It has now been discovered that the addition of rigid, brittle, organic capsules in a several hundred micron size, containing a volatile solvent, can serve as an audible indicator that fuel gel lighter is burning. The effect is a small popping sound as each capsule ruptures from the heat of the flame, sounding in a rapid, but irregular, succession. This popping as the capsules rupture generally continues until all the gel is burned away.

The capsules for use in the present invention must be impermeable to the volatile materials encased therein, as well as to the gelled alcohols in which the capsules are dispersed. In order that the capsules rupture when the volatile materials encased therein are heated, the encapsulating material must not melt at the burning temperatures of the gelled alcohols.

Additionally, it is preferred that the encapsulating material, which forms the shell wall of the capsule, be only a minor proportion, e.g., less than 25% by weight, of the total weight of the capsule. Sufficient encapsulating material must be present to form a capsule which will not rupture until burning temperatures are reached, but it is preferable to have as much of the capsule as possible given to volatile solvent in order to provide an audible popping noise at burning temperatures.

The capsules for use in the present invention preferably have approximately the same density as the gelled alcohols into which they are incorporated. This property enables the capsules to remain in suspension in the gel without floating to the top or sinking to the bottom. Additionally, when the capsules have a density approximating that of the gel, the capsules can be easily dispersed in the gel simply by mixing the capsules and the gel, without the addition of suspending agents.

The capsules for use in compositions according to the present invention range in size from about 50 microns to about 900 microns, with about 50% of the capsules being from 300 to 500 microns in diameter, and have an organic outer shell. The encapsulated material need not be flammable, but it must be of sufficient volatility that, at temperatures at which the alcohol gel burns, the material will volatilize and rupture the capsule to provide a popping sound. Although flammable materials are preferred, they are not essential. Among materials which create the popping effect when encapsulated and dispersed throughout a fuel gel are xylene, kerosene, mineral spirits, naphtha and volatile chlorinated hydrocarbon solvents.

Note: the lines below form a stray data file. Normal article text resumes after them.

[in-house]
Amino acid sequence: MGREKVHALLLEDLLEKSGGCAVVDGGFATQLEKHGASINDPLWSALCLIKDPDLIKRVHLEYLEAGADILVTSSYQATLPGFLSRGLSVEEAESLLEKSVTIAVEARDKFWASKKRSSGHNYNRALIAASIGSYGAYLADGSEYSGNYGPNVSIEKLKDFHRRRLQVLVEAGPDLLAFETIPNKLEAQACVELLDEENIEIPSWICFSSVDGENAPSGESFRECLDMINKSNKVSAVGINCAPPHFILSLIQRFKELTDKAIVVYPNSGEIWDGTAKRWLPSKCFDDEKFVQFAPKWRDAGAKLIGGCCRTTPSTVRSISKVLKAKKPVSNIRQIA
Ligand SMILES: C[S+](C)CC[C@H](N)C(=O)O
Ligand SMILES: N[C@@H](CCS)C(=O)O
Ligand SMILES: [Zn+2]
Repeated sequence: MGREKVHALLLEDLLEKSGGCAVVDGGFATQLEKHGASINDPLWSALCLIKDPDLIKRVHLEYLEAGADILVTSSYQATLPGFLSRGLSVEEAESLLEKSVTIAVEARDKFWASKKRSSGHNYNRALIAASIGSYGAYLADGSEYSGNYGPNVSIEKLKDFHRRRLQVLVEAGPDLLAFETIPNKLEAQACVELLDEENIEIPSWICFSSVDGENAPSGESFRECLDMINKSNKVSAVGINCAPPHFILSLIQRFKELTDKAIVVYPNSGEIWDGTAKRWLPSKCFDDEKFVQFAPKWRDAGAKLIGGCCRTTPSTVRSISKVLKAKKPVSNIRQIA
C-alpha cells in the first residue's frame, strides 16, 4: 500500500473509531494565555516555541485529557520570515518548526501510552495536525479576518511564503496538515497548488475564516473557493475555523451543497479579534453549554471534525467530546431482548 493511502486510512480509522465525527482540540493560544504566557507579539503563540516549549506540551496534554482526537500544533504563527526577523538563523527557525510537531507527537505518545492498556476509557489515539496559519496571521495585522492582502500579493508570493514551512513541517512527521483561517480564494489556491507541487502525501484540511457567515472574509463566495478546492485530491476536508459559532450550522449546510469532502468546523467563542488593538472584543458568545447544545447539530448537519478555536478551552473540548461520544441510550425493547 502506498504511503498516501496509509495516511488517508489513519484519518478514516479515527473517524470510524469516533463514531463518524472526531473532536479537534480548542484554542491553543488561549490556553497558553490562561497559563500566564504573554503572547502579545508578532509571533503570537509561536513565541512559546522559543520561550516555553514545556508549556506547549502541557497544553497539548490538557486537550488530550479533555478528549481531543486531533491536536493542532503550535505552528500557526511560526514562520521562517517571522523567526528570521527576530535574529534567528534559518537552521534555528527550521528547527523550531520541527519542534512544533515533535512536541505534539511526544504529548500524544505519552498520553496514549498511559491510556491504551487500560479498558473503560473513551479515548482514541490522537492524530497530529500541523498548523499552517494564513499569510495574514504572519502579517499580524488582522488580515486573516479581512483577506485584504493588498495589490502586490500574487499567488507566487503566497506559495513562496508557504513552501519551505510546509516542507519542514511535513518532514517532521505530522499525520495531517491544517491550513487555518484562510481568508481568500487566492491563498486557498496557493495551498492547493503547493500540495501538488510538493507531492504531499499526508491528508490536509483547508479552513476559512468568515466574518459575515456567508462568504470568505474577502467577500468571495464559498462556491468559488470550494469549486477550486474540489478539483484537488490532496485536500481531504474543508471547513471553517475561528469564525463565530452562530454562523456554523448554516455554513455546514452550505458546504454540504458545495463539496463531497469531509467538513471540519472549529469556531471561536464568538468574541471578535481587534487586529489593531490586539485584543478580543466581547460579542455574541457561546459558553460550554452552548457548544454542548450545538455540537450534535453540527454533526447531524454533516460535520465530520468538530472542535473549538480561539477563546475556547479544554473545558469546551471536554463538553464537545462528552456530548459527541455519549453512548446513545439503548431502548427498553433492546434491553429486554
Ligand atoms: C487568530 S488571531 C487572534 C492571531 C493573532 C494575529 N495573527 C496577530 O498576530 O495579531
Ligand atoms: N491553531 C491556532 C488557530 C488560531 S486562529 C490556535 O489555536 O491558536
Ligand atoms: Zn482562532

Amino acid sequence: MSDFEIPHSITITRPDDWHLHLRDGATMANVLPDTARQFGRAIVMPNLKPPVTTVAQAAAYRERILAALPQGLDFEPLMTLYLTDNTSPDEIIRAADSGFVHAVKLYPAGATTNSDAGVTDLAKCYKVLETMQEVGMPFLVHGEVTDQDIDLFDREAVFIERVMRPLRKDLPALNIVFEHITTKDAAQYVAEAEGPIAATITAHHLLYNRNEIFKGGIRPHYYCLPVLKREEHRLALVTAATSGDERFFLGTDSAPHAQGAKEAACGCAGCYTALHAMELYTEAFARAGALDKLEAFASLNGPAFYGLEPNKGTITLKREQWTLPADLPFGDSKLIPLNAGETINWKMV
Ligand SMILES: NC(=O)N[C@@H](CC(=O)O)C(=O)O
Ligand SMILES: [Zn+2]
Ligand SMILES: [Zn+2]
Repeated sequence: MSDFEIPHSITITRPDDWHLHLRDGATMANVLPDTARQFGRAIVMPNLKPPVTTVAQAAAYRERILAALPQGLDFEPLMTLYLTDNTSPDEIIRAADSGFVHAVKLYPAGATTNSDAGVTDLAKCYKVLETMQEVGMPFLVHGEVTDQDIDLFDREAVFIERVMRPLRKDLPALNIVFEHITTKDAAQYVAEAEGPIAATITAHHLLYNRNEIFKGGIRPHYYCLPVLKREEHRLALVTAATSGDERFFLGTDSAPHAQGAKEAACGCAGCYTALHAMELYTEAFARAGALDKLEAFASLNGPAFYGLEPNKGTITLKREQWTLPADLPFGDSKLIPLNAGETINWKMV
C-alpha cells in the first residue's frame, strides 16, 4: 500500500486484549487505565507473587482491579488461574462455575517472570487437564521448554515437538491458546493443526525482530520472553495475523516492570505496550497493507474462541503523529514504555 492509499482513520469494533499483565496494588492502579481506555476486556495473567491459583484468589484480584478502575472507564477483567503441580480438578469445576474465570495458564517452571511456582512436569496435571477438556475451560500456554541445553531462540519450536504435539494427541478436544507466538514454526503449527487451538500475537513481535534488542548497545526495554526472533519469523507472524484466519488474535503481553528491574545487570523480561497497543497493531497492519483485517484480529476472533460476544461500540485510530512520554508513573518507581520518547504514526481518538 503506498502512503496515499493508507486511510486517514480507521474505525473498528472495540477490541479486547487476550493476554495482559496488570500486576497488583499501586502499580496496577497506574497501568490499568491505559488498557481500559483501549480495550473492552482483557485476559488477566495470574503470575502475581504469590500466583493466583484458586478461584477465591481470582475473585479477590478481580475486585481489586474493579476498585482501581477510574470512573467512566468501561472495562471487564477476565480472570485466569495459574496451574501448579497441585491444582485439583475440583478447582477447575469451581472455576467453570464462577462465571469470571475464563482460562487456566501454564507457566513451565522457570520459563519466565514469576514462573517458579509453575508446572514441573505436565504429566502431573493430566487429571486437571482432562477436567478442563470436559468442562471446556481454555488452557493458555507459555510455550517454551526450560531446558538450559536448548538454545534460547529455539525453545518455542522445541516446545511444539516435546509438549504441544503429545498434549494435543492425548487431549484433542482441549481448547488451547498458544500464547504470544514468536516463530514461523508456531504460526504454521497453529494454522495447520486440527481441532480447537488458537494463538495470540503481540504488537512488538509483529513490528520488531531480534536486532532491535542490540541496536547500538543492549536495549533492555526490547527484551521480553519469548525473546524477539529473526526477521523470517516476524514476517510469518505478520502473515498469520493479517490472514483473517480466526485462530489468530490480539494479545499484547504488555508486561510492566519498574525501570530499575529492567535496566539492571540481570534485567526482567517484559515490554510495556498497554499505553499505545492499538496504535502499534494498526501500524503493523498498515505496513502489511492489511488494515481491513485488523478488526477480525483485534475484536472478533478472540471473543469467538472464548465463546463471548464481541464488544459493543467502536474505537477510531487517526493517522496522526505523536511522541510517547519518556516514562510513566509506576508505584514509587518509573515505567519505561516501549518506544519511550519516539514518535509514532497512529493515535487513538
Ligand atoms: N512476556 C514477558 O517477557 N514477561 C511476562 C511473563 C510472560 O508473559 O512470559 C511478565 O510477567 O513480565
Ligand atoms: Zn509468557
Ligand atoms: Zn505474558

Preferred capsules for use in the compositions according to the present invention are LJTW-353, a xylene encapsulated in a modified gelatin available from Capsular Products Division, National Cash Register Co., comprising 85% by weight of xylene and 15% by weight of shell. Encapsulated kerosene is also suitable. Other capsules which could be used in compositions of the present invention are those disclosed in Matson, U.S. Pat. No. 3,516,941, such as flammable petroleum distillate encapsulated in a urea-formaldehyde polymer. Additional capsules that may be used are those disclosed in Eichel, U.S. Pat. No. 3,317,433, heat-rupturable capsules of a minute size.

The microcapsules are present in the gelled alcohol compositions of the present invention in amounts ranging from about 0.1% to about 10% by weight.

It has been found that alcohols gelled with dispersions of ethylene-acrylic acid copolymers, with or without the addition of a small amount of carboxy vinyl polymers, work best in incorporating the microcapsules in the compositions according to the present invention.

The most suitable ethylene-acrylic acid copolymer dispersions for use in this invention are those described in Gregg, U.S. Pat. No. 3,759,674, which disclosure is herein incorporated by reference. These aqueous dispersions comprise from 10 to 20 parts by weight of an ethylene-acrylic acid copolymer wax having an acid number in the range of about 50 to about 80, and from 3 to 4 parts by weight of an amine emulsifier, i.e., diethylaminoethanol or morpholine, and sufficient water so that the resulting dispersion contains from about 10 to about 30% by weight of solids. Up to equal parts of the copolymer wax of another inert wax, having a melting point up to about 130 C., is also present. A preferred gel composition is disclosed in Example 6 of the above-identified Gregg patent.